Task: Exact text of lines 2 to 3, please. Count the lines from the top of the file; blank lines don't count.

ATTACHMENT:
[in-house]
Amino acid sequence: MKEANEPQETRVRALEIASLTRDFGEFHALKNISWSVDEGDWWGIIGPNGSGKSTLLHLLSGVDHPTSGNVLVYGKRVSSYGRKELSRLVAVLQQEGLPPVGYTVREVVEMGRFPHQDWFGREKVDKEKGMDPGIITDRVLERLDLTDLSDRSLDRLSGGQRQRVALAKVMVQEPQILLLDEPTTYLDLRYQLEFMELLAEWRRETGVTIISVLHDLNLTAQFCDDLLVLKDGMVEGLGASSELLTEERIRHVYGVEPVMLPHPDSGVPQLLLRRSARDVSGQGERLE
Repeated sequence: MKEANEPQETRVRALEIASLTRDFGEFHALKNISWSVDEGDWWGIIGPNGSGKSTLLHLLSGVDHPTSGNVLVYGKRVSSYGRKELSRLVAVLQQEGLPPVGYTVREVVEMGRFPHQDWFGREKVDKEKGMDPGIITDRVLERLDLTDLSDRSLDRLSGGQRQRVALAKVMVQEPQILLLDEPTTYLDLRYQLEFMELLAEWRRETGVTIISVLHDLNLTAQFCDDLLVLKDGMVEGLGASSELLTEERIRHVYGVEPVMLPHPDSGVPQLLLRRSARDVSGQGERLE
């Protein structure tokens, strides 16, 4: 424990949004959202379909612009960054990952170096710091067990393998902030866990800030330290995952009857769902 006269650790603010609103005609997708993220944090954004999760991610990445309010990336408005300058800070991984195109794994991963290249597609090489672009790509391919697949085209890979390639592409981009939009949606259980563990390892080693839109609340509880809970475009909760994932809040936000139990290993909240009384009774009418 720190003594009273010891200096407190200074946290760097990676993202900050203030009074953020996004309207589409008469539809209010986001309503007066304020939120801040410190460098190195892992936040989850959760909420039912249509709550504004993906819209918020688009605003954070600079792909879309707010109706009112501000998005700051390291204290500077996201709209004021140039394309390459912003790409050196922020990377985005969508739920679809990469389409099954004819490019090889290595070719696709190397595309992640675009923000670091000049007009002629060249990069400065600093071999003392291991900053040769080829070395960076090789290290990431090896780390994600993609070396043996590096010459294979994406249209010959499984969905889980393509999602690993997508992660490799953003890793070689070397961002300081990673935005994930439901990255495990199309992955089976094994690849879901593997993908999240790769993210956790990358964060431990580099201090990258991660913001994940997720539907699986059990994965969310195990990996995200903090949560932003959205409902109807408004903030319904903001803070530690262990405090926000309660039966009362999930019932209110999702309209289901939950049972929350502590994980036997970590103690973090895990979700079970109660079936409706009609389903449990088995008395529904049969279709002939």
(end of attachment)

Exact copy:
Amino acid sequence: MKEANEPQETRVRALEIASLTRDFGEFHALKNISWSVDEGDWWGIIGPNGSGKSTLLHLLSGVDHPTSGNVLVYGKRVSSYGRKELSRLVAVLQQEGLPPVGYTVREVVEMGRFPHQDWFGREKVDKEKGMDPGIITDRVLERLDLTDLSDRSLDRLSGGQRQRVALAKVMVQEPQILLLDEPTTYLDLRYQLEFMELLAEWRRETGVTIISVLHDLNLTAQFCDDLLVLKDGMVEGLGASSELLTEERIRHVYGVEPVMLPHPDSGVPQLLLRRSARDVSGQGERLE
Repeated sequence: MKEANEPQETRVRALEIASLTRDFGEFHALKNISWSVDEGDWWGIIGPNGSGKSTLLHLLSGVDHPTSGNVLVYGKRVSSYGRKELSRLVAVLQQEGLPPVGYTVREVVEMGRFPHQDWFGREKVDKEKGMDPGIITDRVLERLDLTDLSDRSLDRLSGGQRQRVALAKVMVQEPQILLLDEPTTYLDLRYQLEFMELLAEWRRETGVTIISVLHDLNLTAQFCDDLLVLKDGMVEGLGASSELLTEERIRHVYGVEPVMLPHPDSGVPQLLLRRSARDVSGQGERLE